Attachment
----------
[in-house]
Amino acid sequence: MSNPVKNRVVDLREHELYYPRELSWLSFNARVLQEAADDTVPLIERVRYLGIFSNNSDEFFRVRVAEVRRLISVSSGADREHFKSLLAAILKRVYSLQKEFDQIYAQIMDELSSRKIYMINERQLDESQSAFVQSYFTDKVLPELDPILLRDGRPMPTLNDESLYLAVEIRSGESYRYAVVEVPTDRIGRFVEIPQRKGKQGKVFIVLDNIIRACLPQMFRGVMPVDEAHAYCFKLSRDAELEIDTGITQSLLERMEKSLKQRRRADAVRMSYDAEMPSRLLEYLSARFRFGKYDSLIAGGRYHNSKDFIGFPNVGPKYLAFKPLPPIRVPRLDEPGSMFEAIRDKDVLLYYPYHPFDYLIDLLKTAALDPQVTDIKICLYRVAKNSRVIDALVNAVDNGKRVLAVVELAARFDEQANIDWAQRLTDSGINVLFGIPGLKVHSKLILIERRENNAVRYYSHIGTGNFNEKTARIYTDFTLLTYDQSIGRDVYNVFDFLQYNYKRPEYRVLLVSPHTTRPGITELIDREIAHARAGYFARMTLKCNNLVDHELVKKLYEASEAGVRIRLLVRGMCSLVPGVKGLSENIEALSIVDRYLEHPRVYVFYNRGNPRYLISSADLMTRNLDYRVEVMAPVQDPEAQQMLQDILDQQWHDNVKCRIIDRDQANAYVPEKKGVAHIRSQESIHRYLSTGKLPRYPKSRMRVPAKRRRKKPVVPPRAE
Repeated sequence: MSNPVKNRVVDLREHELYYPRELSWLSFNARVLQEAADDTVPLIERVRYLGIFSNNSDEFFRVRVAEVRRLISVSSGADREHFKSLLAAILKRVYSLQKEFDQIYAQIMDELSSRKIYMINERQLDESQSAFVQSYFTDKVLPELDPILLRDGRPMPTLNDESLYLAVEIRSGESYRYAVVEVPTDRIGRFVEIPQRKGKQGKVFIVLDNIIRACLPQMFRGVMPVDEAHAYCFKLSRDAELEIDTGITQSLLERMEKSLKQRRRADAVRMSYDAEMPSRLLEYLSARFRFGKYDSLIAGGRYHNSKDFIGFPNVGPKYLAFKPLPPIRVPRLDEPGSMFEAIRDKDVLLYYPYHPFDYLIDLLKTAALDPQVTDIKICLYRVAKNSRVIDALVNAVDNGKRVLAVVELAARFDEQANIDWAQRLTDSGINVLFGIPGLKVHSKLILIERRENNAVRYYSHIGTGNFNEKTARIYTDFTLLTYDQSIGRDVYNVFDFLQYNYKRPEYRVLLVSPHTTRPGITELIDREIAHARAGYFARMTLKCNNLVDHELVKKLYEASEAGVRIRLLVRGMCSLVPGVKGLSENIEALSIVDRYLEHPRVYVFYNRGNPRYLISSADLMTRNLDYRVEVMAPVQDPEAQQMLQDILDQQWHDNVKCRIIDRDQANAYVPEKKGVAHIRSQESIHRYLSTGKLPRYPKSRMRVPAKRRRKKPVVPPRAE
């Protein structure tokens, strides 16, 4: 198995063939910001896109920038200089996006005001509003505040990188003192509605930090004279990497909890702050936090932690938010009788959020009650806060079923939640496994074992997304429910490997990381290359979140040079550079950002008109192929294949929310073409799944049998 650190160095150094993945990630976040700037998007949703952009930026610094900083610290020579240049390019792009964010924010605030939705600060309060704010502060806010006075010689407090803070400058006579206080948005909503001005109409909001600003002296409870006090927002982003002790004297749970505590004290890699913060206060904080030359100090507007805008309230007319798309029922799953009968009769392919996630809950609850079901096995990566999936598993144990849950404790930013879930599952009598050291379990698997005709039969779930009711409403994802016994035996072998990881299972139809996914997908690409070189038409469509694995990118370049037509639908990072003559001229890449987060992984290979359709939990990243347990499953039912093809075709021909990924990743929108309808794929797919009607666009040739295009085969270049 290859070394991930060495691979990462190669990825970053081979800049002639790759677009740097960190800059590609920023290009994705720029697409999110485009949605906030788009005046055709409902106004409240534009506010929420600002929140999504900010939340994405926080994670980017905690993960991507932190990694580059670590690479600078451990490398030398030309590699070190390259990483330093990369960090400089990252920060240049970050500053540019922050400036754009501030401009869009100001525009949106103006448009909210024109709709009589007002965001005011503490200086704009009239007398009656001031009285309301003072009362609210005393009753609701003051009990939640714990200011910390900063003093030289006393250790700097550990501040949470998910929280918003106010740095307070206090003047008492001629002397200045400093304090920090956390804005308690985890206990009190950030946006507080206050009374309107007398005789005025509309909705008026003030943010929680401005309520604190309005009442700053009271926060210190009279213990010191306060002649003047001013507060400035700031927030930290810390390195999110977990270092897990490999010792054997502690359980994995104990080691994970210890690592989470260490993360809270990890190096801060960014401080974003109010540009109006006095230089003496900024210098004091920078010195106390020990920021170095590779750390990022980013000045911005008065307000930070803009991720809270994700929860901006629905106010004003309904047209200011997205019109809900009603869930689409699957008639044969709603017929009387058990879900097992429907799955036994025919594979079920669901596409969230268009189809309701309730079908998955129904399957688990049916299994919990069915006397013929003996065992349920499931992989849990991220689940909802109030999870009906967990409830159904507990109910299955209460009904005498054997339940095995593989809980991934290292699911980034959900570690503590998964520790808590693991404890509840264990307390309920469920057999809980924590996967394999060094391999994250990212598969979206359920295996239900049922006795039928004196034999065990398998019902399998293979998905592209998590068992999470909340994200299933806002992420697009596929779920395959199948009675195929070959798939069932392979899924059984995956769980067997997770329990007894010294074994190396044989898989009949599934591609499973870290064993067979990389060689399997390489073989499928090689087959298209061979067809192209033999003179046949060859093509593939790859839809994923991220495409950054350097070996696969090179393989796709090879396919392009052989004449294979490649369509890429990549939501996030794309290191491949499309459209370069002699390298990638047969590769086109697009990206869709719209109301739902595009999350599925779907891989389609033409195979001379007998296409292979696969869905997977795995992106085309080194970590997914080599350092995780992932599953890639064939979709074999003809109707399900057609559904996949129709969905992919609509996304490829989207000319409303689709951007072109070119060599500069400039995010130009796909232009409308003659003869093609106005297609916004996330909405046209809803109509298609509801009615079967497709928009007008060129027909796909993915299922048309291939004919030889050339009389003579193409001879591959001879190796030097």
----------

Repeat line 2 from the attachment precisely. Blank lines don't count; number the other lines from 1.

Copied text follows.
Amino acid sequence: MSNPVKNRVVDLREHELYYPRELSWLSFNARVLQEAADDTVPLIERVRYLGIFSNNSDEFFRVRVAEVRRLISVSSGADREHFKSLLAAILKRVYSLQKEFDQIYAQIMDELSSRKIYMINERQLDESQSAFVQSYFTDKVLPELDPILLRDGRPMPTLNDESLYLAVEIRSGESYRYAVVEVPTDRIGRFVEIPQRKGKQGKVFIVLDNIIRACLPQMFRGVMPVDEAHAYCFKLSRDAELEIDTGITQSLLERMEKSLKQRRRADAVRMSYDAEMPSRLLEYLSARFRFGKYDSLIAGGRYHNSKDFIGFPNVGPKYLAFKPLPPIRVPRLDEPGSMFEAIRDKDVLLYYPYHPFDYLIDLLKTAALDPQVTDIKICLYRVAKNSRVIDALVNAVDNGKRVLAVVELAARFDEQANIDWAQRLTDSGINVLFGIPGLKVHSKLILIERRENNAVRYYSHIGTGNFNEKTARIYTDFTLLTYDQSIGRDVYNVFDFLQYNYKRPEYRVLLVSPHTTRPGITELIDREIAHARAGYFARMTLKCNNLVDHELVKKLYEASEAGVRIRLLVRGMCSLVPGVKGLSENIEALSIVDRYLEHPRVYVFYNRGNPRYLISSADLMTRNLDYRVEVMAPVQDPEAQQMLQDILDQQWHDNVKCRIIDRDQANAYVPEKKGVAHIRSQESIHRYLSTGKLPRYPKSRMRVPAKRRRKKPVVPPRAE